For years Eastside Memorial High School has been plagued by failing test scores and negative headlines. This story follows one semester as teachers, parents, administrators, and students fight to meet state accountability standards or watch their school be closed.


Under Threat of Closure, Eastside Memorial Staff is Confident This is Their Year

There’s a buzz throughout the building. Everyone is walking a bit faster and speaking with an edge in their voice. It’s late March and STAAR testing day is finally here.

Everyone at Eastside Memorial has been preparing for this day since the first day of the school year.

Isabel Corona teaches Pre-AP English I at Eastside Memorial High School, teaching mostly 9th graders.

As the students take their seats they see yellow sticky notes on their desks with words of encouragement from Ms. Corona.

“Take your time,” one reads.

After the students are seated she picks up each note. There can’t be anything on the desks during testing. TEA requires all posters and student work on the walls be covered. Corona’s classroom walls are now covered in pink contact paper - the cheery color contrasts with the tension in the room.

Isabel Corona teaches Pre-AP English I at Eastside Memorial. For the past few years Eastside students have struggled with the English I end of course STAAR exam. Close to 20% of them speak English as a second language. Photo by Beverly Barrett.

An Underdog Story

Eastside Memorial High School at the Johnston Campus sits on an unassuming corner just east of Airport Boulevard. The one-story building looks like a typical American high school. In fact, it’s been used as a movie set, cast for its timeless look.

But the stories within the walls fall short of most cheerful Hollywood depictions of adolescence. This is an underdog story of community members, teachers, administrators, parents, and students fighting for the survival of their school, and by default, of their neighborhood.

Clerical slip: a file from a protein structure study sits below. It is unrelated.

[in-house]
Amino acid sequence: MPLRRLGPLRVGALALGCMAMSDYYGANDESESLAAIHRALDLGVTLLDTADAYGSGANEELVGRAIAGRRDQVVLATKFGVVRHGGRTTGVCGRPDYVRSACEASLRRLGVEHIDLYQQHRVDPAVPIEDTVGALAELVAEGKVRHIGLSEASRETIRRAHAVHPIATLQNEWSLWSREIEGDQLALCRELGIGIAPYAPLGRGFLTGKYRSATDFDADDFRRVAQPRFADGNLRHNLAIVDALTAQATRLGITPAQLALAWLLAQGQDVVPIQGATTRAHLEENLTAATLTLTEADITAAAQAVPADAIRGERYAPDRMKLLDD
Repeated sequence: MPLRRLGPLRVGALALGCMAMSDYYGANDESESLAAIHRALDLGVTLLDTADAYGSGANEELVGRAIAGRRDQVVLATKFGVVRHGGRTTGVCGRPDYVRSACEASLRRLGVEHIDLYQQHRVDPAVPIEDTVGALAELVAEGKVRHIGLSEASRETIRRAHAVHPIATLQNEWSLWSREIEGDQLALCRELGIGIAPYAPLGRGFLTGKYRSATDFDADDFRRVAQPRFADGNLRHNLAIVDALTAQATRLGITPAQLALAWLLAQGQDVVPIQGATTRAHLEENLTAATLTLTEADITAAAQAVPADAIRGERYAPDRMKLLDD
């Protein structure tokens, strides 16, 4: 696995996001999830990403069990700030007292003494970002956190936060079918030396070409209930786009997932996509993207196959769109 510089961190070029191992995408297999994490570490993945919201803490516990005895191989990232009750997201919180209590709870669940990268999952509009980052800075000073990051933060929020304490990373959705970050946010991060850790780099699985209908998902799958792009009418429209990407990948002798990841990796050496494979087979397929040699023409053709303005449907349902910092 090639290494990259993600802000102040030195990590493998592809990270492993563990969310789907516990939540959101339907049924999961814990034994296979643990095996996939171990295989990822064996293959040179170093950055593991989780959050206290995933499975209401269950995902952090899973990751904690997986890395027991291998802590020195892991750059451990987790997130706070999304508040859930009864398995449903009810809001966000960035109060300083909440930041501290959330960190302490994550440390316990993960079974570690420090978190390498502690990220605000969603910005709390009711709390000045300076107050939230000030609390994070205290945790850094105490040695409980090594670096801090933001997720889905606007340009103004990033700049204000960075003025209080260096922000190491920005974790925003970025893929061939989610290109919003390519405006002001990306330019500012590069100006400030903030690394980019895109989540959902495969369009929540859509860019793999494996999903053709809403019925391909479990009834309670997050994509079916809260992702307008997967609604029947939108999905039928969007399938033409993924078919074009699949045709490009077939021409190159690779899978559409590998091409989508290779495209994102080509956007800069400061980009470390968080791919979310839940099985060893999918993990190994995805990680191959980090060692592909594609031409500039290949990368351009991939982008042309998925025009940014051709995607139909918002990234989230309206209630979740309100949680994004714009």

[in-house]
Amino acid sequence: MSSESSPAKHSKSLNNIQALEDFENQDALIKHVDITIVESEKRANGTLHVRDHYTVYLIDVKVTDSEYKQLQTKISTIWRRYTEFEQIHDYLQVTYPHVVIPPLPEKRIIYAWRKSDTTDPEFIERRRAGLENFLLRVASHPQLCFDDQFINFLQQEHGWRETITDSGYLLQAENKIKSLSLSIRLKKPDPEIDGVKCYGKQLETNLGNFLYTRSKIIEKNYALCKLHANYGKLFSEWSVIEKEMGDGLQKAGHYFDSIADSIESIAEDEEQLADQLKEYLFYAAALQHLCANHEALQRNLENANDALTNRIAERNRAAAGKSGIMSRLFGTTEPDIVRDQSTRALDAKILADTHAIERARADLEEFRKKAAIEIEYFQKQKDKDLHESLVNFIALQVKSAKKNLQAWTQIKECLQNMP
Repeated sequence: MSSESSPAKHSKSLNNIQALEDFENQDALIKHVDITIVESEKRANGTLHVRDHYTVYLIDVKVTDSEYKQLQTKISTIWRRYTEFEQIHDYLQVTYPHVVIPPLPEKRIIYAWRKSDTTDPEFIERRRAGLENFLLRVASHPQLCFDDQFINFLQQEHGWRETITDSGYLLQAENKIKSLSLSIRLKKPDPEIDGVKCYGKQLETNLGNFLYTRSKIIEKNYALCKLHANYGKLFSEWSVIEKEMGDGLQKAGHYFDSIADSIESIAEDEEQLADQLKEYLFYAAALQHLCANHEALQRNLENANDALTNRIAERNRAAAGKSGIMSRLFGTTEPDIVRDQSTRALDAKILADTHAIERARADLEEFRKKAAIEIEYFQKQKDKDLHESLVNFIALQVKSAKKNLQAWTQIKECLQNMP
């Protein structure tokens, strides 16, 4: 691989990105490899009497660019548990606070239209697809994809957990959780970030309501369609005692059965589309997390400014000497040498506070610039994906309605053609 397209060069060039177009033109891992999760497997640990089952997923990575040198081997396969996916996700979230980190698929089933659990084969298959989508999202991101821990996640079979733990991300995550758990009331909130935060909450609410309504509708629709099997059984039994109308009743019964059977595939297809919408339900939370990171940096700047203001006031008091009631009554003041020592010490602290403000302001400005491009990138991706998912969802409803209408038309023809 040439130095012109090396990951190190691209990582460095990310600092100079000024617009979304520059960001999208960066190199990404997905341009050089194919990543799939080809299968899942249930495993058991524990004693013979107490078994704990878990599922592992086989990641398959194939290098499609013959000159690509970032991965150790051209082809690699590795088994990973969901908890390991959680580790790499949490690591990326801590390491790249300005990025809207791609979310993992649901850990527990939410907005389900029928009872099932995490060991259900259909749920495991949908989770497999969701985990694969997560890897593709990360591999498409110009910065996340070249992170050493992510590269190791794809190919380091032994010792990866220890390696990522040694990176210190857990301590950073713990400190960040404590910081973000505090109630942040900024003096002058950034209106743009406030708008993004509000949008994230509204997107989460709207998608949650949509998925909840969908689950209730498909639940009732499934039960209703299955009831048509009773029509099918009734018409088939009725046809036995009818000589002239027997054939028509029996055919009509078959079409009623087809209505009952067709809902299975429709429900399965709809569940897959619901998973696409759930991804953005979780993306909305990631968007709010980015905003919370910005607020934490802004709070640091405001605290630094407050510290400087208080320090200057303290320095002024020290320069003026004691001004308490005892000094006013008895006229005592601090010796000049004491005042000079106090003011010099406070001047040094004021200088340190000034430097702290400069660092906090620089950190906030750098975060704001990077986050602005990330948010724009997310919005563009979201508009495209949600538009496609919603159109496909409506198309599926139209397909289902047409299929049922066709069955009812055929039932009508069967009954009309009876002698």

Eastside was given 3 years to meet state accountability standards, or be shuttered by the state for one year. This is the story of one semester on campus.

Principal Bryan Miller has led Eastside Memorial since November 2011. Although they have one more year, the staff at Eastside is focused on making accountability this school year. Photo by Beverly Barrett.

Principal Bryan Miller knows his school faces an uphill climb to overcome years of failing scores, negative perceptions, and threats of closure.

“I live it everyday, the reputation outside of the school,” Miller says. “The kids are passing more, graduating more, attending more, all of the things that kids are supposed to do, and we just continue to get stamped that label.”

But, he says, faculty and staff are determined this will be the year Eastside changes the conversation.

An Eastside Education is a production of KLRU­-TV, Austin PBS.
It is part of KLRU’s American Graduate initiative funded by the Corporation for Public Broadcasting.

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Allison Sandza


Blair Waltman-Alexin


Blair Waltman-Alexin


Allison Sandza

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“The Horses and The Flowers” by The Womb

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An Eastside Education is part of KLRU’s American Graduate initiative funded by the Corporation for Public Broadcasting. The American Graduate initiative seeks to establish a clearer understanding about why students drop out of high school and how drop out impacts our economy and society.

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a production of KLRU-TV
Capital of Texas Public Telecommunications Council
copyright 2015